AstraZeneca looks to DNA damage-response drugs for edge in oncology
- AstraZeneca will be unveiling its DNA damage-response (DDR) research at the upcoming American Society of Clinical Oncology (ASCO) meeting next month, according to Reuters.
- According to CEO Pascal Soriot, DDR is an emerging field in oncology and one where AstraZeneca hopes to lead the way before other companies develop similar therapeutics.
- One example of DDR that will be highlighted at ASCO is a therapy combining AstraZeneca's ovarian cancer drug Lynparza with an WEE1 inhibitor.
AstraZeneca has had to deal with a flurry of patent expirations on top-selling drugs, including its heartburn drug, Nexium, which generated roughly $3 billion per year at its height.
However, AstraZeneca is focused on investing in oncology to drive revenues in the future. Lynparza, the only FDA-approved PARP inhibitor has made a strong impact on the market for ovarian cancer treatment, and according to AstraZeneca, represents the forefront of the DDR therapeutics movement.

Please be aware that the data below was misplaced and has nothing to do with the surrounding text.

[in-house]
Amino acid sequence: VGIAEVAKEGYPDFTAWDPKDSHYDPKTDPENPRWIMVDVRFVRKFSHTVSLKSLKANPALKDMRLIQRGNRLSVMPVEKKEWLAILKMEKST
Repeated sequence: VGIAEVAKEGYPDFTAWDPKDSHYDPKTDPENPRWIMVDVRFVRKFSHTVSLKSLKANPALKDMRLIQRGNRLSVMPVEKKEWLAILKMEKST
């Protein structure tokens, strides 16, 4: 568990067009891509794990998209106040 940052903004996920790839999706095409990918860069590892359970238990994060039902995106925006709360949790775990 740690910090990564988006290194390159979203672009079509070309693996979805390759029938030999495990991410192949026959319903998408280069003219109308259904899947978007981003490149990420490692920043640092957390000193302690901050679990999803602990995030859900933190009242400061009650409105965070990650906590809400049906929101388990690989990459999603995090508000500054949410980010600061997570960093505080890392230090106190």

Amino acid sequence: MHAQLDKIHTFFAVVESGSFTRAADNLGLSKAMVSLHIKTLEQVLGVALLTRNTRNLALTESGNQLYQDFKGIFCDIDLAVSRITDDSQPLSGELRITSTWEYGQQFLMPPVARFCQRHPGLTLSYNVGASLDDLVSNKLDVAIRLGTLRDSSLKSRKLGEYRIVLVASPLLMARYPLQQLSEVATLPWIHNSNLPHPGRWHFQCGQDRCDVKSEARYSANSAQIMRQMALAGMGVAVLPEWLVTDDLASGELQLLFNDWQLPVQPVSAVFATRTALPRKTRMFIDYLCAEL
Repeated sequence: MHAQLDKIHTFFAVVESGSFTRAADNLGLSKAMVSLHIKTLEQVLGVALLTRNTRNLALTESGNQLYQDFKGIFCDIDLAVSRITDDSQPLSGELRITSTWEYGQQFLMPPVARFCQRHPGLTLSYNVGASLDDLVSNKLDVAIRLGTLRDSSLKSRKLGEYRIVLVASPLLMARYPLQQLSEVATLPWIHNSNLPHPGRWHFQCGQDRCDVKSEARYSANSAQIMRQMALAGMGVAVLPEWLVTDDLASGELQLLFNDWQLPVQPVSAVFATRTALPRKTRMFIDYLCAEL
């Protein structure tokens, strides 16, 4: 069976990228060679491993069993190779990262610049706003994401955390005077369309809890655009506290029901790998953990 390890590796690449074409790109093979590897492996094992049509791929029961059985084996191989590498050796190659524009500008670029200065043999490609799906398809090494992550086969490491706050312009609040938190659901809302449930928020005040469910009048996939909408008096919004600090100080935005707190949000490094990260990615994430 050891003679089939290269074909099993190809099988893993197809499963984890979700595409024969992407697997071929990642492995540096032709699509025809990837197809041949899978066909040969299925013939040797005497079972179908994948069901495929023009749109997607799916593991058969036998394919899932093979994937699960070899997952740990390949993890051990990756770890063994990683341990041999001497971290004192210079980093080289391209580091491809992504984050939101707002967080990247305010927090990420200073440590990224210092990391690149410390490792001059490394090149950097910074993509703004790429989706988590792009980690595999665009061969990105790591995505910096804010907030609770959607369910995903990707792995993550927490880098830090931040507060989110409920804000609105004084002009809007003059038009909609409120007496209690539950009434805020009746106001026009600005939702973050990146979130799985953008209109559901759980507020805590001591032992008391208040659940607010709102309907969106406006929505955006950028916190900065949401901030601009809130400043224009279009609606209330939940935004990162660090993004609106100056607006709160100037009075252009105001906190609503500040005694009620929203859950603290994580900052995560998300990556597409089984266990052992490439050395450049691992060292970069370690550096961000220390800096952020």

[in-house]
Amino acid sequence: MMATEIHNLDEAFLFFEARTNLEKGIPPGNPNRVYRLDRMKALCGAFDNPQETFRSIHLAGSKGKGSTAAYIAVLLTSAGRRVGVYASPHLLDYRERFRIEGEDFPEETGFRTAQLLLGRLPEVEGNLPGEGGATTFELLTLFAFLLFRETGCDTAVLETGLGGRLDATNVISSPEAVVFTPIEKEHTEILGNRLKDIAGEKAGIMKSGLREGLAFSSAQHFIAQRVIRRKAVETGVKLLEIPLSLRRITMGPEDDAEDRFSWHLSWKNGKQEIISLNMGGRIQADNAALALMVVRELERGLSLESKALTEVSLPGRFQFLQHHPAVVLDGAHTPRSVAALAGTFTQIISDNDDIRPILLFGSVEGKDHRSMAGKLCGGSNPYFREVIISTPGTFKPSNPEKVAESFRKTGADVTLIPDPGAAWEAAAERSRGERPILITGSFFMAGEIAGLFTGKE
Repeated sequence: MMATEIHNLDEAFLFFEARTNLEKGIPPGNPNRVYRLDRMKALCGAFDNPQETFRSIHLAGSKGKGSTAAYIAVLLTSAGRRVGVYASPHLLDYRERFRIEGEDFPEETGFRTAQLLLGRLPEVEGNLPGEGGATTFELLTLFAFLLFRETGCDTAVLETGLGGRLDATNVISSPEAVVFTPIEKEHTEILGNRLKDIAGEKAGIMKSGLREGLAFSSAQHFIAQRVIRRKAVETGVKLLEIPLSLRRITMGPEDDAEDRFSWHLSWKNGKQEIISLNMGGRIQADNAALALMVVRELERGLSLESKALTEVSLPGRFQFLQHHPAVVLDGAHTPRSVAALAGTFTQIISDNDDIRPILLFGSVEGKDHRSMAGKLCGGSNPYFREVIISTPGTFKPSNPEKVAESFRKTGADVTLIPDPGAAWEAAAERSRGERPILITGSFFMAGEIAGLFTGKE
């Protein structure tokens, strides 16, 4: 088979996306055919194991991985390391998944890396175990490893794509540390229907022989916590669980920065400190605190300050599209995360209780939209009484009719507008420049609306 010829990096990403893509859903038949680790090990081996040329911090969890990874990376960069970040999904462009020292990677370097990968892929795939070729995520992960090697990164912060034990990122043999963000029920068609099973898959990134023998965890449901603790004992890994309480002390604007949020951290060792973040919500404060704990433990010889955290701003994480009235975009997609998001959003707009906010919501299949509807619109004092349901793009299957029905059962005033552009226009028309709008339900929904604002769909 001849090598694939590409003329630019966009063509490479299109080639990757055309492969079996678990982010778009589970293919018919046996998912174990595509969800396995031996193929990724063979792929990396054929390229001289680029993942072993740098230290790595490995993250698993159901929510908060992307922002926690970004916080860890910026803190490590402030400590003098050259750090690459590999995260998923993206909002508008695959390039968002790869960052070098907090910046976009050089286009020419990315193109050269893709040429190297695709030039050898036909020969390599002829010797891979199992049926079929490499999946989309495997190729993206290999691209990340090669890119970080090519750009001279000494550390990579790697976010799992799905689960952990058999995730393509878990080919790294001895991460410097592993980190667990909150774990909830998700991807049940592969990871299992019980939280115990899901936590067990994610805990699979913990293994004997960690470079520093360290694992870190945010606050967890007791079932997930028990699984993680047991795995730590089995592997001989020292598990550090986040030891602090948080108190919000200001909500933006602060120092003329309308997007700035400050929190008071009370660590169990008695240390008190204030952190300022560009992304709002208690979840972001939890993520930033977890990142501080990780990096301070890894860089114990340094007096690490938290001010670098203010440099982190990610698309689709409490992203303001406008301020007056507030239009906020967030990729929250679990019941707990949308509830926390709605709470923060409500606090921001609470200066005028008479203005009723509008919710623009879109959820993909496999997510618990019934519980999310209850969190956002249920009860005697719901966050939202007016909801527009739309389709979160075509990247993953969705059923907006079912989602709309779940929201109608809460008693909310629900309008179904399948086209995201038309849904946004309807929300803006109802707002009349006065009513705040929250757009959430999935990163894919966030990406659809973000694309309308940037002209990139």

Going forward, AstraZeneca is looking not only to pioneer DDR therapeutics, but to also break into immuno-oncology. Bristol-Myers Squibb and Merck have already captured significant market share with their drugs Opdivo and Keytruda. AstraZeneca, meanwhile, has pegged its hopes to a combination therapy which pairs durvalumab and tremelimumab, according to Reuters.
But durvalumab hit a setback in December after trial results failed to support submission for approval as a monotherapy.
Overall, AstraZeneca continues to work feverishly to carve out a space in the growing oncology space---which is projected to be worth $175 billion by 2020. Higher revenues from cancer drugs could help the company reach its lofty goal of generating $45 billion per year in revenues by 2023.